Henry Laurence Gantt
Henry L. Gantt, 1916
|Born||May 20, 1861|
|Died||November 23, 1919 (aged 58)|
|Alma mater||Stevens Institute of Technology Johns Hopkins University|
|Known for||Gantt chart|
Henry Laurence Gantt, A.B., M.E. (; May 20, 1861 - November 23, 1919) was an American mechanical engineer and management consultant who is best known for his work in the development of scientific management. He created the Gantt chart in the 1910s.
Gantt was born to a slave-owning plantation family in Calvert County, Maryland at the outbreak of the American Civil War. When the war ended the family lost their slaves and land, and moved to Baltimore.
He graduated from McDonogh School in 1878 and from Johns Hopkins University in 1880, and then returned to the McDonogh School to teach for three years. He subsequently received a Masters of Engineering degree in mechanical engineering from the Stevens Institute of Technology in New Jersey. Henry Gantt married Mary E. Snow of Fitchburg, Massachusetts on 29 Nov 1899.
In 1884 Gantt began working as a draughtsman at the iron foundry and machine-shop Poole & Hunt in Baltimore. In 1887 he joined Frederick W. Taylor in applying scientific management principles to the work at Midvale Steel and Bethlehem Steel, working there with Taylor until 1893. In his later career as a management consultant and following the invention of the Gantt chart, he designed the 'task and bonus' system of wage payment and additional measurement methods worker efficiency and productivity.
In 1916, influenced by Thorsten Veblen he set up the New Machine, an association which sought to apply the criteria of industrial efficiency to the political process. With the MarxistWalter Polakov he led a breakaway from the 1916 ASME conference to call for socialising industrial production under the control of managers incorporating Polakov's analysis of inefficiency in the industrial context.
Henry Gantt is listed under Stevens Institute of Technology alumni. The American Society of Mechanical Engineers (ASME) published his biography in 1934 and awards an annual medal in honor of Henry Laurence Gantt.
Henry Gantt's legacy to project management is the following:
Gantt created many different types of charts. He designed his charts so that foremen or other supervisors could quickly know whether production was on schedule, ahead of schedule, or behind schedule. Modern project management software includes this critical function.
Gantt (1903) describes two types of balances:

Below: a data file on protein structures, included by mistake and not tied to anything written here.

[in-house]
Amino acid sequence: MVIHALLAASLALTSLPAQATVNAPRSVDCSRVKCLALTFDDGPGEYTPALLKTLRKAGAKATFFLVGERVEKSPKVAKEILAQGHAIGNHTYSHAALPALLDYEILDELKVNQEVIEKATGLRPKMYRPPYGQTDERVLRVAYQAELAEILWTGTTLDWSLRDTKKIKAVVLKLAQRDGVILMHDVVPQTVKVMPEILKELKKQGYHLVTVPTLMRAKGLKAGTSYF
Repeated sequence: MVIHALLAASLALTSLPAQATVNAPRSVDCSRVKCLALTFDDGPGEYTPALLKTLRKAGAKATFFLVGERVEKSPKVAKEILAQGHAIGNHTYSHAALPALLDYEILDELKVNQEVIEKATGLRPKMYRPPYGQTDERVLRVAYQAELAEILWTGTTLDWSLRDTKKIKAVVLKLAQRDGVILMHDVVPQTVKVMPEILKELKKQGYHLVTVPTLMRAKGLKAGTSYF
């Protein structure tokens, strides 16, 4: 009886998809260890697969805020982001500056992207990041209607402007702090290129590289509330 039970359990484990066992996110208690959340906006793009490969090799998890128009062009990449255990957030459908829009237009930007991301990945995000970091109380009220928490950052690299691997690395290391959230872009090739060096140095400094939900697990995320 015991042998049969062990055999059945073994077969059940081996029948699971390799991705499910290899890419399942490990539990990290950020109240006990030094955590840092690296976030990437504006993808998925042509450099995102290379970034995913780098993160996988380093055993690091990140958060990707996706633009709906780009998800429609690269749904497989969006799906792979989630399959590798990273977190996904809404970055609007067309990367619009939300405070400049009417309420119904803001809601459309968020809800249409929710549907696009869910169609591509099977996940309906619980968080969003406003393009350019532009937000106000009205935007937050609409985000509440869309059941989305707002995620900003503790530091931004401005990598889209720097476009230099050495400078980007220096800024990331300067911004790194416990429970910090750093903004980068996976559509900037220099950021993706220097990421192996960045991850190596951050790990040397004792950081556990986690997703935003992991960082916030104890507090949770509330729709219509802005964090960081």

Gantt gives an example with orders that will require many days to complete. The daily balance has rows for each day and columns for each part or each operation. At the top of each column is the amount needed. The amount entered in the appropriate cell is the number of parts done each day and the cumulative total for that part. Heavy horizontal lines indicate the starting date and the date that the order should be done. According to Gantt, the graphical daily balance is "a method of scheduling and recording work". In this 1903 article, Gantt also describes the use of:
In his 1916 book "Work, Wages, and Profits" Gantt explicitly discusses scheduling, especially in the job shop environment. He proposes giving to the foreman each day an "order of work" that is an ordered list of jobs to be done that day. Moreover, he discusses the need to coordinate activities to avoid "interferences". However, he also warns that the most elegant schedules created by planning offices are useless if they are ignored, a situation that he observed.
In his 1919 book "Organizing for Work" Gantt gives two principles for his charts:
Gantt shows a progress chart that indicates for each month of the year, using a thin horizontal line, the number of items produced during that month. In addition, a thick horizontal line indicates the number of items produced during the year. Each row in the chart corresponds to an order for parts from a specific contractor, and each row indicates the starting month and ending month of the deliveries. It is the closest thing to the Gantt charts typically used today in scheduling systems, though it is at a higher level than machine scheduling.
Gantt's machine record chart and man record chart are quite similar, though they show both the actual working time for each day and the cumulative working time for a week. Each row of the chart corresponds to an individual machine or operator. These charts do not indicate which tasks were to be done, however.
A novel method of displaying interdependencies of processes to increase visibility of production schedules was invented in 1896 by Karol Adamiecki, which was similar to the one defined by Gantt in 1903. However, Adamiecki did not publish his works in a language popular in the West; hence Gantt was able to popularize a similar method, which he developed around the years 1910-1915, and the solution became attributed to Gantt. With minor modifications, what originated as the Adamiecki's chart is now more commonly referred to as the Gantt Chart.
Gantt published several articles and books. A selection: